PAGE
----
OP-EDS

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September 19, 2009

2013: A Facebook odyssey

The U of C’s self-replicating reputation infects another class

I am an old man. Trans-quadrangle treks in the throes of February have left my skin tattered; hellish midterm weeks have doled out a lifetime of painful memories; 9 a.m. philosophy classes have ensured the onset of narcolepsy. And to think, just three years ago I was a young man, skipping mandatory O-Week events like they were court dates and unpacking my life into a 10x10 box of drywall.

It’s difficult now (given my failing memory and all) to recollect the thoughts between high-school graduation parties and my first Hum class, but I imagine it akin to the period in between an entire bottle of vodka and alcohol poisoning—you know you’ve gotten yourself into something, but have yet to figure out just how bad that something is. Seeking to reconnect with that mindset, I stumbled onto the “University of Chicago Class of 2013” Facebook page. What a find.

There, front and center, the angst was clear, highlighted in frantic wall posts lamenting not having studied for the online biology diagnostic exams—but I would soon discover this group was for so much more than worrying. Discussion topics on niche interests, from electronica to New England to libertarianism, served as jumping-off points for potential Facebook link-ups. These are the pre-frosh connections of the best kind, destined to become either enduring friendships or awkward Bartlett encounters for years to come.

Requesting Facebook friendships with soon-to-be classmates, making value judgments on their profiles, or perhaps even flirting with a few co-eds via the ever-casual Facebook message is, of course, par for the course. These being future graduates of the University of Chicago, however, I figured some of the conversations would stray from the traditional “Who’s down to party?!” pre-collegiate fodder.

I found that assumption valid when the conversation on the 1,693-person group’s discussion board took a turn for the unexpected: who would be matriculating with the lowest GPA. While a few used the venue to brag about slacking off during senior year or bombing the occasional AP exam, others took the opportunity to remind me why I look forward to Jim Nondorf taking over the admissions office.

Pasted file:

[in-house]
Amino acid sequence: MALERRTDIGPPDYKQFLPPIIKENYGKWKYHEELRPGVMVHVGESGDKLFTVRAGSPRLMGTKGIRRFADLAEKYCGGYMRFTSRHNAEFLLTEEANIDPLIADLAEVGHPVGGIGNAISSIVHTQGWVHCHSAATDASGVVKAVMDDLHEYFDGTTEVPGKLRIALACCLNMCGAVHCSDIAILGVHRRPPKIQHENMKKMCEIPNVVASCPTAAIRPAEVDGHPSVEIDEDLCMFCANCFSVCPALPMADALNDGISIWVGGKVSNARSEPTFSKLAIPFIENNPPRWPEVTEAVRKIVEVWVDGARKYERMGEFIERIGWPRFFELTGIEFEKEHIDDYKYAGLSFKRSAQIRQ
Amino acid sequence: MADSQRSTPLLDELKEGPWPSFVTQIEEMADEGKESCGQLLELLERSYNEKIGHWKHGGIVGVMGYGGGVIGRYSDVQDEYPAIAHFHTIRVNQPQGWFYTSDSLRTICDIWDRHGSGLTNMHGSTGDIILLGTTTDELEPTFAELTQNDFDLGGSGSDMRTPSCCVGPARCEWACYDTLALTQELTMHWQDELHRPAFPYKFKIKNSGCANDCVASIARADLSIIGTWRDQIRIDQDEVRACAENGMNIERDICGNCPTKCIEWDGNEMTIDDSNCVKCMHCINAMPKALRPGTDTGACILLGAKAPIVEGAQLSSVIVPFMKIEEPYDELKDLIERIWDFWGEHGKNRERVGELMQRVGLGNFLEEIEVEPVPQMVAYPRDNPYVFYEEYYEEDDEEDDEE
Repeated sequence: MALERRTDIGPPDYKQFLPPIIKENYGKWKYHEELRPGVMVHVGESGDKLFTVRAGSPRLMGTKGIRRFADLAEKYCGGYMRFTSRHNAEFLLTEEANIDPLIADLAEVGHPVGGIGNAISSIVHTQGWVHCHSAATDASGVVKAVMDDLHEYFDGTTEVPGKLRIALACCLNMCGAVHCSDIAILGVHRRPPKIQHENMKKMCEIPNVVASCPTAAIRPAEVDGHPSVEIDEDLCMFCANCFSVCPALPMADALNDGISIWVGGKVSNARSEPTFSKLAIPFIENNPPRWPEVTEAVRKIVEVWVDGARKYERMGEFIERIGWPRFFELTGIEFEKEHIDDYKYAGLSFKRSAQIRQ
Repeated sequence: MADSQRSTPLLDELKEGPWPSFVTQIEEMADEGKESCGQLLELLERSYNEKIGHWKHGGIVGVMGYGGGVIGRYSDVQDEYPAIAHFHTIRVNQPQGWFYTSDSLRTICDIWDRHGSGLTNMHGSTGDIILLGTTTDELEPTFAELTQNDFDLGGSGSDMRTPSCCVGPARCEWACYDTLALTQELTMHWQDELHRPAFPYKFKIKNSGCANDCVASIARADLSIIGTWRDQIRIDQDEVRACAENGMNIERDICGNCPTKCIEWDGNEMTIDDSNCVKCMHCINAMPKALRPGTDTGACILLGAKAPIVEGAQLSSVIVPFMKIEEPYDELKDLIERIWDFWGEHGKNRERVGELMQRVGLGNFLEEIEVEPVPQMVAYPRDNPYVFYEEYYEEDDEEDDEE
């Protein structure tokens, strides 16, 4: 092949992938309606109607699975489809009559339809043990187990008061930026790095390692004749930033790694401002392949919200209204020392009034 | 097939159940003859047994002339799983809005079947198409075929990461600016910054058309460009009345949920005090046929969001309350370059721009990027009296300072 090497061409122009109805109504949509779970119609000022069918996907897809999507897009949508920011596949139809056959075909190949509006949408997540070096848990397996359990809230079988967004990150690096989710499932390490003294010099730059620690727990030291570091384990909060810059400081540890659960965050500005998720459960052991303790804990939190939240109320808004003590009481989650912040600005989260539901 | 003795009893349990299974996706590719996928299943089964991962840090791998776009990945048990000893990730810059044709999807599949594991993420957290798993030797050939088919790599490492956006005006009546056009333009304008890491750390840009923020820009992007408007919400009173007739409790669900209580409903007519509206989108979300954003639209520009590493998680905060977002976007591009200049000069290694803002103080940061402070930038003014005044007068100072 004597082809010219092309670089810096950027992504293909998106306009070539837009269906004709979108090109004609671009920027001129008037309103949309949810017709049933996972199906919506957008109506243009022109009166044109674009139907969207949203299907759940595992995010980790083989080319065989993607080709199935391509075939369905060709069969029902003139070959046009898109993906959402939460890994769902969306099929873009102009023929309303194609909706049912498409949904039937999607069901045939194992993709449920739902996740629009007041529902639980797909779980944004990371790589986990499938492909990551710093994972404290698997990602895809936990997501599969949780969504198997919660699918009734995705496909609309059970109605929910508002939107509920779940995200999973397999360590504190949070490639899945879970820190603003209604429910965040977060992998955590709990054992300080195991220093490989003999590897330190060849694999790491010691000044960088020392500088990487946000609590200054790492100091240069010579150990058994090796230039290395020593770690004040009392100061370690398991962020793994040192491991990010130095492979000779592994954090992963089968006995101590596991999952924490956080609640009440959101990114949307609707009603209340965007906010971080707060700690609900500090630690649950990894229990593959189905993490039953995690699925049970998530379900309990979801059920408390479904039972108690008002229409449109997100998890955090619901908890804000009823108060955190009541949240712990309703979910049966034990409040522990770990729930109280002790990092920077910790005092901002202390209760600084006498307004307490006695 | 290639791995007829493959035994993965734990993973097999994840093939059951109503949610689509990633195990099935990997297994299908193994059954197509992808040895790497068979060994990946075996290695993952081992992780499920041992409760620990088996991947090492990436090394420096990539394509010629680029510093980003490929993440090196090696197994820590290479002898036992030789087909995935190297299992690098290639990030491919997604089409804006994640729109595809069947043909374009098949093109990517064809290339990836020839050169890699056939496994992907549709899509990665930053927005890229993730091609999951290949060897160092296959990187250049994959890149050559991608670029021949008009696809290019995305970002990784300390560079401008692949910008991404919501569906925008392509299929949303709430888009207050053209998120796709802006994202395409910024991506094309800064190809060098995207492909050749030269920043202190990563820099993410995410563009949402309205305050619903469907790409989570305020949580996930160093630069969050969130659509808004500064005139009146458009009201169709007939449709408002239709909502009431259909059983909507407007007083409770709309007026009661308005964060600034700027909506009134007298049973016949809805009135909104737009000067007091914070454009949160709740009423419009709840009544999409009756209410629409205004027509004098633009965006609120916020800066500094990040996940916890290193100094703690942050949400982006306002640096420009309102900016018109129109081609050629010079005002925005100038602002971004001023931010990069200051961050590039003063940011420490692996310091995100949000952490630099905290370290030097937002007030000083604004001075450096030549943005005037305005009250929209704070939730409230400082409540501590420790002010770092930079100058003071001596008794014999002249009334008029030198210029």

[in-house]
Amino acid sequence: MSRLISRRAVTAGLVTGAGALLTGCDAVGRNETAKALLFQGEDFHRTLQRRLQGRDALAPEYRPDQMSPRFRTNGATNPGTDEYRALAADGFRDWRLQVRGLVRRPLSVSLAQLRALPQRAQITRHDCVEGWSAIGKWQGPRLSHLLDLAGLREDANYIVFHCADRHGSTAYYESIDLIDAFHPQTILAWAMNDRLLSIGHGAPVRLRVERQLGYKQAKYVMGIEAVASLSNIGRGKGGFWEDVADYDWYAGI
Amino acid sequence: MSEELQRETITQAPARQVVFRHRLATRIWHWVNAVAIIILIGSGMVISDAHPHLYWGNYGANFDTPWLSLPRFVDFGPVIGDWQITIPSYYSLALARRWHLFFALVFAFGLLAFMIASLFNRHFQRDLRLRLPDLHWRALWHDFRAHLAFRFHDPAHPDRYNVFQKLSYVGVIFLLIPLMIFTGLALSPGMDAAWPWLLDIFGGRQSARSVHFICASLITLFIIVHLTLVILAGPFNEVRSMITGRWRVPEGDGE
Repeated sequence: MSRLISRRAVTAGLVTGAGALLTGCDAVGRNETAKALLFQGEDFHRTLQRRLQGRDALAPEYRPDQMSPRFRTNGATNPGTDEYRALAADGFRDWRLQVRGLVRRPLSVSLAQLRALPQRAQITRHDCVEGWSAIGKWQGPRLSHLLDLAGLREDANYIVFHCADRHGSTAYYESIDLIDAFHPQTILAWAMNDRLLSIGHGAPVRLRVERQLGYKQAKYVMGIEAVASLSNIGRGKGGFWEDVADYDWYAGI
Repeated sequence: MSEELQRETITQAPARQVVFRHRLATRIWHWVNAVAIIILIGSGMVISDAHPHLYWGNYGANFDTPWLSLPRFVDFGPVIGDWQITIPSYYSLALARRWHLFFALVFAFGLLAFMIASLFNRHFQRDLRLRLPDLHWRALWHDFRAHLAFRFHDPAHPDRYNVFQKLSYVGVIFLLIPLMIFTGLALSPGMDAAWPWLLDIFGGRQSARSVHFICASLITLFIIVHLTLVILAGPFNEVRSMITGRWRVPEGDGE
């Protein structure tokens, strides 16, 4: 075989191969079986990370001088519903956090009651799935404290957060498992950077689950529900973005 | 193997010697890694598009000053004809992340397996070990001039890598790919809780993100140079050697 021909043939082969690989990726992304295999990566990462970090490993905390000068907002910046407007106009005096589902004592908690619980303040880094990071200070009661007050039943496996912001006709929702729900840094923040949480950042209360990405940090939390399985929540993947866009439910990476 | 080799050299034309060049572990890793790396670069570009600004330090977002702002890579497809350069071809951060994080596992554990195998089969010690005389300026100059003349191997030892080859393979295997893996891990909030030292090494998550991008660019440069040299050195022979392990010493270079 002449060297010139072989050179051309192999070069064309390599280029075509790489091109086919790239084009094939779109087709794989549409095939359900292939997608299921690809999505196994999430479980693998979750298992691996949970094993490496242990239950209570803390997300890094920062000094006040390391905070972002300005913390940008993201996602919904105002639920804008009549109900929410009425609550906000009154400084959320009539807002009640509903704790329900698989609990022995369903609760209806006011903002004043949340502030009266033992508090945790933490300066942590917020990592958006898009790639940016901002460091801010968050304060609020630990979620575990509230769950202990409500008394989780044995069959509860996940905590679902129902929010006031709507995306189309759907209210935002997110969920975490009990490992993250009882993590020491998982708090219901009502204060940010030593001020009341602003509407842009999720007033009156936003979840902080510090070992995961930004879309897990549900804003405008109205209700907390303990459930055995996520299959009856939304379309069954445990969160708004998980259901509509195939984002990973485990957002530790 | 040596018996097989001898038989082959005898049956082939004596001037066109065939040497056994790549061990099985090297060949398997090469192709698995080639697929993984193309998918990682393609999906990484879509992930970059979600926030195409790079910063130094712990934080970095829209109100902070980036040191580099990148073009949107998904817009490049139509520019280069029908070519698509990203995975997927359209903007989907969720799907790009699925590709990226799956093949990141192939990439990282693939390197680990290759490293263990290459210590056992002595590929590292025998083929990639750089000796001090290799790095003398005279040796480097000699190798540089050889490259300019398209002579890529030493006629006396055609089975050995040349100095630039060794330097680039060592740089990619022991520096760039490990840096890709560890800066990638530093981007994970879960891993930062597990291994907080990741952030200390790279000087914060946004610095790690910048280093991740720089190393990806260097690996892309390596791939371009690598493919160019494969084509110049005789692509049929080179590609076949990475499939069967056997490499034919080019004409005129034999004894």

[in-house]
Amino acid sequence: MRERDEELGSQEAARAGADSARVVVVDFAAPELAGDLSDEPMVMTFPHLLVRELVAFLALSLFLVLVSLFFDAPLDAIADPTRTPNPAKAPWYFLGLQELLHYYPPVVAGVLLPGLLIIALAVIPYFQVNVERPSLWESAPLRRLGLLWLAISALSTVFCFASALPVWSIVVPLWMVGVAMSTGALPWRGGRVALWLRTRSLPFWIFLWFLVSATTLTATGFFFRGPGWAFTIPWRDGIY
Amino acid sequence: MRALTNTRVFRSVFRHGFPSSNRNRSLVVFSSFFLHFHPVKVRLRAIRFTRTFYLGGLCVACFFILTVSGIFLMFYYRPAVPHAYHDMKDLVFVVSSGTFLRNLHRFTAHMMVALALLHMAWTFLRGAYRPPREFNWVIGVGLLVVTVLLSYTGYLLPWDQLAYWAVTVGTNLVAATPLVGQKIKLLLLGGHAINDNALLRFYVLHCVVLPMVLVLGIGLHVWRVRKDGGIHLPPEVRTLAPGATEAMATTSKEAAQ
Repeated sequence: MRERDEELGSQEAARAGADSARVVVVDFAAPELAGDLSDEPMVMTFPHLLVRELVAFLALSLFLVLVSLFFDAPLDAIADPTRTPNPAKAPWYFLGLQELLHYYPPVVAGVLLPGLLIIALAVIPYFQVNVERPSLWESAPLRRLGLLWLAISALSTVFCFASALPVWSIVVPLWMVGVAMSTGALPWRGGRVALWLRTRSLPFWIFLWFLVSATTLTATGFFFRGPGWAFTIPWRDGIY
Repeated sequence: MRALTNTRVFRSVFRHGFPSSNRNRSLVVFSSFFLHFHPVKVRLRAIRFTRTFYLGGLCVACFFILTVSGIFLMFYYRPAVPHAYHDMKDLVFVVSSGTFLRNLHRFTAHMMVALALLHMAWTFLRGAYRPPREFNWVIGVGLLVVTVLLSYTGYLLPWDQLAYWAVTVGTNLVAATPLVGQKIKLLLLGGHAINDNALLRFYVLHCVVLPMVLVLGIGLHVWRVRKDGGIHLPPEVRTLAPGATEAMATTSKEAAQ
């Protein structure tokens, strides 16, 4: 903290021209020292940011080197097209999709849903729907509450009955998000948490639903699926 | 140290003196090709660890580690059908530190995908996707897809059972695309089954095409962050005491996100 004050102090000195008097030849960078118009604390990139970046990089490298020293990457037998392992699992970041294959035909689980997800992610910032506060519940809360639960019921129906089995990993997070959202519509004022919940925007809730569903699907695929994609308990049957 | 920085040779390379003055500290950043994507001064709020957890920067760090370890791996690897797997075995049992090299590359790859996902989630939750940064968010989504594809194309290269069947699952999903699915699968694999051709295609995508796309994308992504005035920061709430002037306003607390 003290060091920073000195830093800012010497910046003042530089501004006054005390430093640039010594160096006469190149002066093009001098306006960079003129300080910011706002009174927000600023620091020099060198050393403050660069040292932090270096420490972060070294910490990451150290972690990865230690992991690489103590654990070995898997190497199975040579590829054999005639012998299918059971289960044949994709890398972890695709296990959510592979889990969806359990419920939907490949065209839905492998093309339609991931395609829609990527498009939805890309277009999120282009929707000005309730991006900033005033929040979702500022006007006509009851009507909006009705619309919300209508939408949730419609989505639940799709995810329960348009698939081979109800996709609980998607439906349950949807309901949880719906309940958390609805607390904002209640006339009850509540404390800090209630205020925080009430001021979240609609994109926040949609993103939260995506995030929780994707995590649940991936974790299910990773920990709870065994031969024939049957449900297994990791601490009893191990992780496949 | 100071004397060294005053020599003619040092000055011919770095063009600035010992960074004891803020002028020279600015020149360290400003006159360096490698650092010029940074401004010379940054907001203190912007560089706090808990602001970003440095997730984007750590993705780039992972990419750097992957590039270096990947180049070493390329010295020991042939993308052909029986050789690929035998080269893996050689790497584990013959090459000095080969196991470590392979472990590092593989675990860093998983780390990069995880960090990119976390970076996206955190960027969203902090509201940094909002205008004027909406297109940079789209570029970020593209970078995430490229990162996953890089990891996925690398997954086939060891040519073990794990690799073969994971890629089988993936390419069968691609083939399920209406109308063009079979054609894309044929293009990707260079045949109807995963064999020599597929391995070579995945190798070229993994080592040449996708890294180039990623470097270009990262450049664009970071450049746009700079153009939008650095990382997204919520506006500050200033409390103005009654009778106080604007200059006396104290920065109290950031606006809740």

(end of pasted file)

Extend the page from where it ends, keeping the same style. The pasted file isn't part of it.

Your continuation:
They bragged—in the “lowest GPA” thread, lest you forget—of their sprawling résumés, their various academic awards garnered specifically from their astronomical GPAs, and their extraordinary ability to augment their accomplishments with copious amounts of “chill.” And these posters were not the exception at all—they apparently thought it was the thing to do, because come September they would be U of C students, and U of C students are supposed to talk in such a manner.

What does that say about our school? High-school seniors hear that the U of C is rigorous, see our self-deprecating T-shirts, and feed the beast by arriving in the fall eager to become one of the scholarlier-than-thou blowhards who spend their days playing “that kid” outside of class.

What our classmates tend to forget—increasingly so as they move through the College—is that we aren’t exactly the cream of the crop coming out of high school. As much as the T-shirt would have you believe that “If [you] wanted an A, [you] would have gone to Harvard”—you didn’t get into Harvard. In fact, you probably didn’t get into Princeton, Stanford, or Yale either…or you would’ve gone there.

Even if you did, and were in fact the most superb incoming student in the country, you would have no excuse for posting the following in response to a pre-frosh’s concern about the reading load at U of C:

“Advice: you should go to a different school. no one is impressed by people who brag about not being smart (yes, smart people enjoy reading. if you think you’re the exception, one of your assumptions is wrong.)”

As an old man, I feel it my duty to give some simple words to the youngsters. So here’s my advice: Don’t come in and act like this guy just because you think it’s the cool thing to do here. Go to Harvard.

Steve Saltarelli is fourth-year in the College majoring in Law, Letters, and Society.